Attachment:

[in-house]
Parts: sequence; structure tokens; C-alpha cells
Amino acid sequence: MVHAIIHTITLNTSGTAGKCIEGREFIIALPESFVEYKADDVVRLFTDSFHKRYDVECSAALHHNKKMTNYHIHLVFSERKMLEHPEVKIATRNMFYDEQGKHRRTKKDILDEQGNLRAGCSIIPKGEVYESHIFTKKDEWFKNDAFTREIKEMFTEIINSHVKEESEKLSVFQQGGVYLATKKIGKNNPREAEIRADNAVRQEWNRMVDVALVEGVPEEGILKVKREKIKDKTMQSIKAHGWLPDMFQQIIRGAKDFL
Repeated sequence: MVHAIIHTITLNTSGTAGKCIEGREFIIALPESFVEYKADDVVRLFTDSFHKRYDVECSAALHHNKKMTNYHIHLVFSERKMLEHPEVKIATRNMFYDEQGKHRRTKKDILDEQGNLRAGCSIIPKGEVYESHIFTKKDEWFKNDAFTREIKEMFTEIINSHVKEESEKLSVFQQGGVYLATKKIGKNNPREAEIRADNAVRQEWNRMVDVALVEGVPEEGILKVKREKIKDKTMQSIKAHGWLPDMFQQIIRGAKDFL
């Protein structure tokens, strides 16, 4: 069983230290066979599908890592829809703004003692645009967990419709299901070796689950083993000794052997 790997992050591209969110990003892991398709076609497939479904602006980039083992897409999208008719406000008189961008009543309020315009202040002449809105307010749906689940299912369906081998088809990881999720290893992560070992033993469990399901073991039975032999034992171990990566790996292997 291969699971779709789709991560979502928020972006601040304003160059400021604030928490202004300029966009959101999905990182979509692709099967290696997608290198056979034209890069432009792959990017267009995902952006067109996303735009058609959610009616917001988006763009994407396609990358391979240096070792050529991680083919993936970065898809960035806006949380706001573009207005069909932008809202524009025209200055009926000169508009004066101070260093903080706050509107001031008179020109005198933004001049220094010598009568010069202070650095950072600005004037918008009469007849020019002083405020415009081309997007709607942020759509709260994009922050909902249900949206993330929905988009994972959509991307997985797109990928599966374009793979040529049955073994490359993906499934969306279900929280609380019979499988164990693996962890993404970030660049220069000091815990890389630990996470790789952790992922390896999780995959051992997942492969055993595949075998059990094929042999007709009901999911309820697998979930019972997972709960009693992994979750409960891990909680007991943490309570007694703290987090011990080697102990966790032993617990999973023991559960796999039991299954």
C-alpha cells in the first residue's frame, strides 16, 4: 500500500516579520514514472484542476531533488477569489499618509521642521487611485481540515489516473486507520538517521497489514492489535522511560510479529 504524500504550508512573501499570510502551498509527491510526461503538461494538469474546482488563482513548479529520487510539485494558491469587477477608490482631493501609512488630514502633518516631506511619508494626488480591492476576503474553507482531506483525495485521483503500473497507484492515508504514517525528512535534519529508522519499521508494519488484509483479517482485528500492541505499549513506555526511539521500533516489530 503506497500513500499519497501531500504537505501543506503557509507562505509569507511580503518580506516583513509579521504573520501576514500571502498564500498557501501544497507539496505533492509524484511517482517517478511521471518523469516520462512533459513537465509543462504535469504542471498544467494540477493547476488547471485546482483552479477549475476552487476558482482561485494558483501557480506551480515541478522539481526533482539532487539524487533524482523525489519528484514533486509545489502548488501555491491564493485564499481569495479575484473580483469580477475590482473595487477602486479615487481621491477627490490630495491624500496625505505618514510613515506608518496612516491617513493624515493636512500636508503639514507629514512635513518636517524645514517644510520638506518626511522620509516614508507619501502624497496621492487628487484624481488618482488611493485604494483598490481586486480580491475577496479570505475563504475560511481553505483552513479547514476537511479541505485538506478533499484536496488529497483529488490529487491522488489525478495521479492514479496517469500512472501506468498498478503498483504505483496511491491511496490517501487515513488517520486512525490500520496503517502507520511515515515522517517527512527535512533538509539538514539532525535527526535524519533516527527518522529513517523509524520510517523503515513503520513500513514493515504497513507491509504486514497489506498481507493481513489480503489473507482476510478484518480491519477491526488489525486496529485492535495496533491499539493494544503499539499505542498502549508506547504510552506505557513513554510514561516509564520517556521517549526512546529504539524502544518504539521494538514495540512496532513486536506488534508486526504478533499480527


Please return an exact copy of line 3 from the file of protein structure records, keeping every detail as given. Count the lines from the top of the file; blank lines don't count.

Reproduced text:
Amino acid sequence: MVHAIIHTITLNTSGTAGKCIEGREFIIALPESFVEYKADDVVRLFTDSFHKRYDVECSAALHHNKKMTNYHIHLVFSERKMLEHPEVKIATRNMFYDEQGKHRRTKKDILDEQGNLRAGCSIIPKGEVYESHIFTKKDEWFKNDAFTREIKEMFTEIINSHVKEESEKLSVFQQGGVYLATKKIGKNNPREAEIRADNAVRQEWNRMVDVALVEGVPEEGILKVKREKIKDKTMQSIKAHGWLPDMFQQIIRGAKDFL